Rhetoric Versus Reality, Part IV

Thom Lambert —  6 January 2010

Then-candidate Barack Obama, debating Senator Clinton on how to reform health care, January 31, 2008:

But the last point I want to make has to do with how we’re going to actually get this plan done. You know, Ted Kennedy said that he is confident that we will get universal health care with me as president, and he’s been working on it longer than I think about — than anybody. But he’s gone through 12 of these plans, and each time they have failed.

And part of the reason I think that they have failed is we have not been able to bring Democrats, Republicans together to get it done.

That’s what I did in Illinois — (applause) — to provide insurance for people who did not have it. That’s what I will do in bringing all parties together, not negotiating behind closed doors but bringing all parties together, and broadcasting those negotiations on C-SPAN so that the American people can see what the choices are, because part of what we have to do is enlist — (applause) — the American people in this process….

Reality, first week of January, 2010:

C-Span CEO Brian Lamb writes congressional leaders asking them to allow cameras in the room for the final negotiations on the health care bill:

President Obama, Senate and House leaders, many of your rank-and-file members, and the nation’s editorial pages have all talked about the value of transparent discussions on reforming the nation’s health care system. Now that the process moves to the critical stage of reconciliation between Chambers, we respectfully request that you allow the public full access, through television, to legislation that will affect the lives of every single American.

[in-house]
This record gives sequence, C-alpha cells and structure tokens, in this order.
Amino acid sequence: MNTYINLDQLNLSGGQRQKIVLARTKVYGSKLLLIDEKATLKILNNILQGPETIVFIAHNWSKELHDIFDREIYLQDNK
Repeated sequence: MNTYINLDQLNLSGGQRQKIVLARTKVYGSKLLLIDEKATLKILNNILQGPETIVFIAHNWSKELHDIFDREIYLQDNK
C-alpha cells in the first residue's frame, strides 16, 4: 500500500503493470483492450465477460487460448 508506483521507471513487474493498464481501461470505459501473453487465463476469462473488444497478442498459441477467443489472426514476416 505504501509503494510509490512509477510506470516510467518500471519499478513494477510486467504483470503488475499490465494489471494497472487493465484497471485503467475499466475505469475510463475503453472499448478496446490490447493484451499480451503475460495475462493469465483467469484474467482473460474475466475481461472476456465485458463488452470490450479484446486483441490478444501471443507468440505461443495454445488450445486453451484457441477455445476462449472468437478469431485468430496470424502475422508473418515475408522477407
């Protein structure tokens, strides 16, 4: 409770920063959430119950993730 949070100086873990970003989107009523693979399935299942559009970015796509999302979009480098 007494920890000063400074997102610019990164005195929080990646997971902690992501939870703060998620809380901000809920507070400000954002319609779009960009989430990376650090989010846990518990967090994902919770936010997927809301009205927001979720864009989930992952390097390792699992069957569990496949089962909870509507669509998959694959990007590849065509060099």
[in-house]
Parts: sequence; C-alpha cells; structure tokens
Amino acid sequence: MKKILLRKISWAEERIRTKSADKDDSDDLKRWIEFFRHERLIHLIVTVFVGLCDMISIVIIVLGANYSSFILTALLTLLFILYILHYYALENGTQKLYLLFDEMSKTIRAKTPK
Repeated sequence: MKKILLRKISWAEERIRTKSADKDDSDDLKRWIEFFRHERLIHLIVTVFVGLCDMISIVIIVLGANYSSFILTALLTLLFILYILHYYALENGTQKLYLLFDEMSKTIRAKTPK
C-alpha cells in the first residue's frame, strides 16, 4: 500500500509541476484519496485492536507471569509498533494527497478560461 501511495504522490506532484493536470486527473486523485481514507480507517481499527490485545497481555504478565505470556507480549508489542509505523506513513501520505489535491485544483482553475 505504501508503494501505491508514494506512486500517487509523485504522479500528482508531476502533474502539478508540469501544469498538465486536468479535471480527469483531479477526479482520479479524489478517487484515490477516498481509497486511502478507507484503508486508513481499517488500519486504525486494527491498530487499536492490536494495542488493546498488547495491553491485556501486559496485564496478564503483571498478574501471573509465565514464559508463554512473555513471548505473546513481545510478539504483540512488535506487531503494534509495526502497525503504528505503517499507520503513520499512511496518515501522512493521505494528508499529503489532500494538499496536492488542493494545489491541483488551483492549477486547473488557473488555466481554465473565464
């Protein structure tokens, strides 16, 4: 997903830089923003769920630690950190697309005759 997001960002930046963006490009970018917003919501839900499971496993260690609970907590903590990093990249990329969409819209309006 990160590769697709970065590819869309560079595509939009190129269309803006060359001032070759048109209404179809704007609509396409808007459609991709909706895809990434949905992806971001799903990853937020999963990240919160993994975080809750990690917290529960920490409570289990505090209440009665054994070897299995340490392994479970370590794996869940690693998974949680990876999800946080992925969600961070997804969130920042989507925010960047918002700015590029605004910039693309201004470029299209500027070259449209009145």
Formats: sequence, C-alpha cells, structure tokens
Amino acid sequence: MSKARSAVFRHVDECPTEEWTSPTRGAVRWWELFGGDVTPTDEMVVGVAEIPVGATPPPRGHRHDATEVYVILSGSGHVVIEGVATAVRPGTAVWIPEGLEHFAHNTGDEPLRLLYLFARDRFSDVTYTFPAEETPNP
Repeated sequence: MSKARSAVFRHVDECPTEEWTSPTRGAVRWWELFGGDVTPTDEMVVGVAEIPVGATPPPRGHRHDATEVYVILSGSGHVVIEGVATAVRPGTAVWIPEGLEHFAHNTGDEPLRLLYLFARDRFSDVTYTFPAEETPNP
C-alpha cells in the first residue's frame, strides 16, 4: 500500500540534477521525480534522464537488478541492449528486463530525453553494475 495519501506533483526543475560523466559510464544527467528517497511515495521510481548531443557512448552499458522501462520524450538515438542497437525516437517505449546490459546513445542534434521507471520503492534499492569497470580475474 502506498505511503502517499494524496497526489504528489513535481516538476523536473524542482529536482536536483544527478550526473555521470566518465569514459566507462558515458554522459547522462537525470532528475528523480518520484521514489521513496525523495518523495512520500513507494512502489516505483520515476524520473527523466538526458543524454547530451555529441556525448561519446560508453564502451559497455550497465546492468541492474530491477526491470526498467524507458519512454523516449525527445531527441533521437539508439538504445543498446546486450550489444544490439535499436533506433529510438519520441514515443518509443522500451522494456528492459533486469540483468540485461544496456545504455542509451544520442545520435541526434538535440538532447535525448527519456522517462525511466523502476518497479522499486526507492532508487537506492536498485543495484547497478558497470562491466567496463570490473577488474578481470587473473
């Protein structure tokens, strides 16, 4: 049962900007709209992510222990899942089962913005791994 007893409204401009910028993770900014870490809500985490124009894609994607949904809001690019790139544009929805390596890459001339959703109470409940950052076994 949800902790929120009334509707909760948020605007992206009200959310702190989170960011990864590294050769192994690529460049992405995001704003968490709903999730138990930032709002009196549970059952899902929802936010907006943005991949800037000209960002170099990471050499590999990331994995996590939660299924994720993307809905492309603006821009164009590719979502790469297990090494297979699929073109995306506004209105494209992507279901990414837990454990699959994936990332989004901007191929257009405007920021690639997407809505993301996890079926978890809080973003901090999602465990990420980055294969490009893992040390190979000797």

Congressional leaders Reid and Pelosi opt to bypass a conference committee to push through the final health care bill.

White House Press Secretary Robert Gibbs insists the American people know all they need to know about the pending legislation: “I do not believe the American people have lacked for information on what’s in these bills.” (In other words, No thank you, Mr. Lamb.)

More from the Wall Street Journal and Real Clear Politics.

Thom Lambert

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I am a law professor at the University of Missouri Law School. I teach antitrust law, business organizations, and contracts. My scholarship focuses on regulatory theory, with a particular emphasis on antitrust.